When Can You Turn Uber Passengers Away?
Refusing service to Uber Passengers
Of course, as an Uber driver, you cannot legally discriminate against people — everyone has a right to use Uber’s service.
That is, until passengers cross a legal line or threaten the viability of a driver’s business.
Uber Service Terms & Rules
Uber drivers have a fundamental need to protect both themselves, and their passengers. If you’re an Uber driver, and you feel as though an individual is not fit to get into your vehicle, you can most certainly turn them away — as long as it’s within Uber’s rules.
Drivers are often uneasy about denying passengers — why? Well, because under certain circumstances, they can get deactivated. Have you already experienced a situation which left you in an awkward or tough spot? If so, it’s beneficial to understand when you can legally turn passengers away.
When Is It Okay to Turn Away Passengers?
Depending on the situation, you may want to turn passengers away…but often, you won’t be able to, at least without violating some of Uber’s Driver-Partner rules.
In many cases, drivers may not think a certain route is financially beneficial — for instance, they may need to pay tolls or drive through rush hour. In these cases, however, as long as the passenger is within the Uber area you work in, you must accept them as a passenger in your vehicle.
So, is there a time when turning away passengers is okay? If so, how do you go about navigating through these specific situations?
A Growing Issue — Drunk Passengers
Being a rideshare service, Uber has (openly) advertised that it’s the perfect solution for cutting the incidence of drinking and driving. Like other taxis, Uber is an easy way for passengers to safely get home after a night out. The only major downside is: this has raised an entirely new dilemma for Uber’s Drivers — the ever-increasing possibility of working with drunk, potentially aggressive individuals.
There have been a number of incidents, including a well-known attack in Los Angeles, as well as West Palm Beach. In response to the second major incident, Uber issued a clear, official response to their Driver-Partners. They stated unequivocally that if a passenger is in a drunken state, drivers can deny them a ride (in addition to giving a bad passenger a negative rating).
One of the largest concerns is that a large portion of Uber drivers are part-time — working ten or less hours a week. This means, that they are less experienced in terms of these tricky commercial-driving situations (in a way that your average taxi driver is not) and this not only makes their job more logistically challenging, but also more dangerous.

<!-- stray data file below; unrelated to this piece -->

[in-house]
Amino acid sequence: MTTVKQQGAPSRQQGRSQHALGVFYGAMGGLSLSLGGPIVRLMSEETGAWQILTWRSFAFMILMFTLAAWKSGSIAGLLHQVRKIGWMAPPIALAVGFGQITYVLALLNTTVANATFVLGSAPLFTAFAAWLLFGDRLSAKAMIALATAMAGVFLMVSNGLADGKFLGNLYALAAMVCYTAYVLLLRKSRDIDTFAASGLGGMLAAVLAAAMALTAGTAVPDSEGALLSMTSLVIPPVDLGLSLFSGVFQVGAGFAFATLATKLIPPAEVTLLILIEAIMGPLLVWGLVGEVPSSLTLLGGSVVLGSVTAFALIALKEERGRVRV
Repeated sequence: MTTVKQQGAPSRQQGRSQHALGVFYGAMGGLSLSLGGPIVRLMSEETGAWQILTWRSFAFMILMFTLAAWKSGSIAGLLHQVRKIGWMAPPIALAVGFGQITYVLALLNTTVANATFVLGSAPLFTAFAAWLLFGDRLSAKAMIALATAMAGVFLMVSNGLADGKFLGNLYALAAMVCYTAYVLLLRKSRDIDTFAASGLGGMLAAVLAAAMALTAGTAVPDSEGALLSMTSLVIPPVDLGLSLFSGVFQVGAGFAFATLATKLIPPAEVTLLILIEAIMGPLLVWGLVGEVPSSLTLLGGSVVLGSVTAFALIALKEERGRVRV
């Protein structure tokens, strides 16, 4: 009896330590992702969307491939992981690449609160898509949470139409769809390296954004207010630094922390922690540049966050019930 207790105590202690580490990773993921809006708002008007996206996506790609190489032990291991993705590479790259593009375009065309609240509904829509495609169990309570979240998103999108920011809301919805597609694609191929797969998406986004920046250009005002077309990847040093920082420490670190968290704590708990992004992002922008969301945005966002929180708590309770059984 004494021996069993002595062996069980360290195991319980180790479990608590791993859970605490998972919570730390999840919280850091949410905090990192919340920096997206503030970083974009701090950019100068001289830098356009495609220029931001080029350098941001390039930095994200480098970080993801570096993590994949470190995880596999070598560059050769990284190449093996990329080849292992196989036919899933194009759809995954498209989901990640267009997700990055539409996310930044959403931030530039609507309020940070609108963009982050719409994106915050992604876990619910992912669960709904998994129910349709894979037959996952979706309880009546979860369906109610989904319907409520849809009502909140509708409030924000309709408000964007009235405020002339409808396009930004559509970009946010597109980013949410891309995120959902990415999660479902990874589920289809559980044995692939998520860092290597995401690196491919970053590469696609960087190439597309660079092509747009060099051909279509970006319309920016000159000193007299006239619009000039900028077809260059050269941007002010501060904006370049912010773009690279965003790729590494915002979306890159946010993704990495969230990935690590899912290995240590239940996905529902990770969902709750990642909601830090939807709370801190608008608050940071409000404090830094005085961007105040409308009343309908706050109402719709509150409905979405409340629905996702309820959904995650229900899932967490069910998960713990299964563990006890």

Many Uber drivers express the importance of being cautious and ever-vigilant. If, as a driver, you feel unsafe at any point — no job is worth the risk that you’ll potentially be harmed. In other words, turn away passengers you deem to be hazardous or dangerous — even if it might threaten your driver rating.
Accepting Passengers with Pets & Service Animals
In regards to pets, drivers will need to accommodate guide dogs, based on recent regulations.
In the last few years, blind passengers have been denied Uber rides because of guide dogs — leading to lawsuits, and settlements, with Uber.
In terms of all other animals, it is up to a driver’s discretion — if an Uber driver deems an animal acceptable, then they are free to accommodate the animal as a passenger in their vehicle.
At the end of the day, drivers should not need to take any verbal or physical abuse. Uber has stated clearly that they’re dedicated to both the safety of their riders and drivers.
But how are drivers protected?
Drivers are protected by Uber in a number of ways.
Due to Uber’s core use of smartphone technology, all locations (and related pieces of information) are tightly tracked, Uber offers a rapid response unit and law enforcement support if needed. With that being said, it’s obviously optimal to avoid any trouble at all. At the end of the day, respecting your passengers and staying vigilant — and always steering clear of major disagreements and arguments — is a good rule of thumb.
You cannot refuse a ride if it’s within your working area or if you simply do not want to take an individual for some unjustified reason (religious, racial, gender, or otherwise). Discrimination should not be tolerated on either end — coming from driver or passenger.
There appears to be some gray areas in terms of Uber’s rules and regulations, but if your safety is ever a concern, you most certainly have the right to refuse a passenger. If this happens, contact Uber immediately (or use this EMERGENCY ONLY number for safety-related assistance: 800-353-8237 (UBER)) in order to report the incident. If the individual is drunk and belligerent, for instance, and if it’s safe to do so, consider recording brief footage.
It goes without saying that all of Uber’s drivers want to protect their jobs — but nothing is more important than your well-being.
If you wish to read more about Uber’s legal deactivation policy, you can do so here.